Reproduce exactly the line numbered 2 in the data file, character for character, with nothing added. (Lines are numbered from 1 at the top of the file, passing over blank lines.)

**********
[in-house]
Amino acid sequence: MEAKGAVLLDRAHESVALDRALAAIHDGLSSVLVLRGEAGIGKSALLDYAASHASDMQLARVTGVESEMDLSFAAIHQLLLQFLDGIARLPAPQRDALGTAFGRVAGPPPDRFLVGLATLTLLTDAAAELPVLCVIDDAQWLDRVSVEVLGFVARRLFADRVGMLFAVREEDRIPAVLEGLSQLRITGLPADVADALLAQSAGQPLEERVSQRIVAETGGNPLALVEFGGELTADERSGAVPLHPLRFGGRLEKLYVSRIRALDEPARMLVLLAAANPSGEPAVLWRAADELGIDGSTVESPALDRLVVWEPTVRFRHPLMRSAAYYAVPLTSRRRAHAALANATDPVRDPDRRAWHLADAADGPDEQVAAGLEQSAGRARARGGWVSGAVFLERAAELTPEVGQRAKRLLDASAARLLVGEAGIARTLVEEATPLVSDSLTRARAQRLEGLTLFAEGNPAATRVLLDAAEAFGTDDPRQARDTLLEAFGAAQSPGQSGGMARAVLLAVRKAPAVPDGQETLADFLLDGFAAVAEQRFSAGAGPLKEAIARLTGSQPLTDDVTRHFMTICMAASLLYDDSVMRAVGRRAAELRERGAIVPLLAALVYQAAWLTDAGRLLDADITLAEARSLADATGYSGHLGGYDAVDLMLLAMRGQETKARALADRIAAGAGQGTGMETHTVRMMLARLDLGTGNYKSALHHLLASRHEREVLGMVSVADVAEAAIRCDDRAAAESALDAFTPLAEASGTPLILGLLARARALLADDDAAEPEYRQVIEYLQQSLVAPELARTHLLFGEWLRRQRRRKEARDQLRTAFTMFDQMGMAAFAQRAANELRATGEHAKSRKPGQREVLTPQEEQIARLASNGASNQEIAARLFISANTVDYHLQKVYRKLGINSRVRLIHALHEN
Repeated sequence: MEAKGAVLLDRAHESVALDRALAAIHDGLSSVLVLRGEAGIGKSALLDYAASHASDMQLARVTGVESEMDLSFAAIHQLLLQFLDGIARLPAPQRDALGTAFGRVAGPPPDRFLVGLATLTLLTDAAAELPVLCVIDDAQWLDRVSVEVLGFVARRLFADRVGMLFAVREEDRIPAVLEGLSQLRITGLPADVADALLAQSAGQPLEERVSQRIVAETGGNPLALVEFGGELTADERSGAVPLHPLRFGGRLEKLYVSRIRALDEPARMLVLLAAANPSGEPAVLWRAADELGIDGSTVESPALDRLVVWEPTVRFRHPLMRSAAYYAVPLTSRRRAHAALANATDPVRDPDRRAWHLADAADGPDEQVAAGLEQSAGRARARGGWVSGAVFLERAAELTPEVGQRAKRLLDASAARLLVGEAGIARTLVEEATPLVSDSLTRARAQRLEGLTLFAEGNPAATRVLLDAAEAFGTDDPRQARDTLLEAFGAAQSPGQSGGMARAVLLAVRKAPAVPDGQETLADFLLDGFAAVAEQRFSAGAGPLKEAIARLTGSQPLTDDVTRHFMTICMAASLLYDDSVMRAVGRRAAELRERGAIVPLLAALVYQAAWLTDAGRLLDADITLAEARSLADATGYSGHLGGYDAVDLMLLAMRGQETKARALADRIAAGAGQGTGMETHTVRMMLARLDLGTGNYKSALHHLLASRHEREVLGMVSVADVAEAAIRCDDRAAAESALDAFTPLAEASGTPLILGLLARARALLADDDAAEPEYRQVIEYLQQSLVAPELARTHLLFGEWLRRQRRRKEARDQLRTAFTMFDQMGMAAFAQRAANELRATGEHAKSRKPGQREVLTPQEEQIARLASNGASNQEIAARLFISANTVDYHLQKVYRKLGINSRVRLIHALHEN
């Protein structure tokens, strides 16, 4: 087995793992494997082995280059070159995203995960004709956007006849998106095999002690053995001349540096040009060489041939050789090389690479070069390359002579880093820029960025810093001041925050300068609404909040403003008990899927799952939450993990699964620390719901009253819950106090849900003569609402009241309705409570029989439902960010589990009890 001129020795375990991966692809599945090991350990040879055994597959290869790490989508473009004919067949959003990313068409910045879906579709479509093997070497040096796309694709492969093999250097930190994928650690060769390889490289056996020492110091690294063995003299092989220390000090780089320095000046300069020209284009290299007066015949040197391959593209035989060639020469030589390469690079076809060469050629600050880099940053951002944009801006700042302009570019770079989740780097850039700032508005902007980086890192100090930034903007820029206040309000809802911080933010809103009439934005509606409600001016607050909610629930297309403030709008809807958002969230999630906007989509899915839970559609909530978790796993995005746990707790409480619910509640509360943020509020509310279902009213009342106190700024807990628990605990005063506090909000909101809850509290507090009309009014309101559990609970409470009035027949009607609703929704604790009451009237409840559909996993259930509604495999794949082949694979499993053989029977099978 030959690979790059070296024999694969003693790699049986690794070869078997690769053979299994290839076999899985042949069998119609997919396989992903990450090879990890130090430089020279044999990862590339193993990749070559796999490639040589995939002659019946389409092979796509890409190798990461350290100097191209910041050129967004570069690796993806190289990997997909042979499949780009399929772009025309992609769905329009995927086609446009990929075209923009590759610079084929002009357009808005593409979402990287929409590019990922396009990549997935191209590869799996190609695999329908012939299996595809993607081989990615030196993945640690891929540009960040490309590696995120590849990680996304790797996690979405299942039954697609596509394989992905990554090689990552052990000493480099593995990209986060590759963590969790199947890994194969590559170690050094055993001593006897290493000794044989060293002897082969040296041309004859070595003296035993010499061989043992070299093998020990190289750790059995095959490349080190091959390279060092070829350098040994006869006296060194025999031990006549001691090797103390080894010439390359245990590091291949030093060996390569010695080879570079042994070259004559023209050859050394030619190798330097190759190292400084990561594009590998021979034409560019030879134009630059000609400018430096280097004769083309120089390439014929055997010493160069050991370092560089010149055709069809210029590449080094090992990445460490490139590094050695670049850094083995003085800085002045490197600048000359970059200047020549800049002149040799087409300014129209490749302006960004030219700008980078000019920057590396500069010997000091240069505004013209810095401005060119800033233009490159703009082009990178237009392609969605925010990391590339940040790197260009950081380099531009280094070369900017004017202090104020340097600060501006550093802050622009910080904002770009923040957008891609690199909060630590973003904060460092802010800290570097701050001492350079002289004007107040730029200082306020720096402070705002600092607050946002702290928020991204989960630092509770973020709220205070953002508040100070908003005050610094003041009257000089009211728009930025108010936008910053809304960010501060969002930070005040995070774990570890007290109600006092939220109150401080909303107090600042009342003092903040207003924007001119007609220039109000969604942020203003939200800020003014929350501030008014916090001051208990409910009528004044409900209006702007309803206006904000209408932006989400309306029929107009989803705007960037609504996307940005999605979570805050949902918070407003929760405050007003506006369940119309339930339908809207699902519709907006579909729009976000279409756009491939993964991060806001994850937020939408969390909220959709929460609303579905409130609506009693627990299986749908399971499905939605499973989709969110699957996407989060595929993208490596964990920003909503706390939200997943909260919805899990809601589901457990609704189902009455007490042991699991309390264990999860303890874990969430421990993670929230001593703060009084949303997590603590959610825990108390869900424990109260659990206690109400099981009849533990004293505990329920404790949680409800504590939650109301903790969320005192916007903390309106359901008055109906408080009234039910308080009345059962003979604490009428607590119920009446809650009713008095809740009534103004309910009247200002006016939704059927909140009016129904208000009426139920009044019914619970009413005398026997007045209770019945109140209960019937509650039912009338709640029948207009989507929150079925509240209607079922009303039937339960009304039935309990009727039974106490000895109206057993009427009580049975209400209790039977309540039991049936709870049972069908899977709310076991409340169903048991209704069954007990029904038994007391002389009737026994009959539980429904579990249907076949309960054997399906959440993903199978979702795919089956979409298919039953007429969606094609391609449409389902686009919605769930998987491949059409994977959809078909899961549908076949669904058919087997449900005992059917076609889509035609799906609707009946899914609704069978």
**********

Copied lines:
Amino acid sequence: MEAKGAVLLDRAHESVALDRALAAIHDGLSSVLVLRGEAGIGKSALLDYAASHASDMQLARVTGVESEMDLSFAAIHQLLLQFLDGIARLPAPQRDALGTAFGRVAGPPPDRFLVGLATLTLLTDAAAELPVLCVIDDAQWLDRVSVEVLGFVARRLFADRVGMLFAVREEDRIPAVLEGLSQLRITGLPADVADALLAQSAGQPLEERVSQRIVAETGGNPLALVEFGGELTADERSGAVPLHPLRFGGRLEKLYVSRIRALDEPARMLVLLAAANPSGEPAVLWRAADELGIDGSTVESPALDRLVVWEPTVRFRHPLMRSAAYYAVPLTSRRRAHAALANATDPVRDPDRRAWHLADAADGPDEQVAAGLEQSAGRARARGGWVSGAVFLERAAELTPEVGQRAKRLLDASAARLLVGEAGIARTLVEEATPLVSDSLTRARAQRLEGLTLFAEGNPAATRVLLDAAEAFGTDDPRQARDTLLEAFGAAQSPGQSGGMARAVLLAVRKAPAVPDGQETLADFLLDGFAAVAEQRFSAGAGPLKEAIARLTGSQPLTDDVTRHFMTICMAASLLYDDSVMRAVGRRAAELRERGAIVPLLAALVYQAAWLTDAGRLLDADITLAEARSLADATGYSGHLGGYDAVDLMLLAMRGQETKARALADRIAAGAGQGTGMETHTVRMMLARLDLGTGNYKSALHHLLASRHEREVLGMVSVADVAEAAIRCDDRAAAESALDAFTPLAEASGTPLILGLLARARALLADDDAAEPEYRQVIEYLQQSLVAPELARTHLLFGEWLRRQRRRKEARDQLRTAFTMFDQMGMAAFAQRAANELRATGEHAKSRKPGQREVLTPQEEQIARLASNGASNQEIAARLFISANTVDYHLQKVYRKLGINSRVRLIHALHEN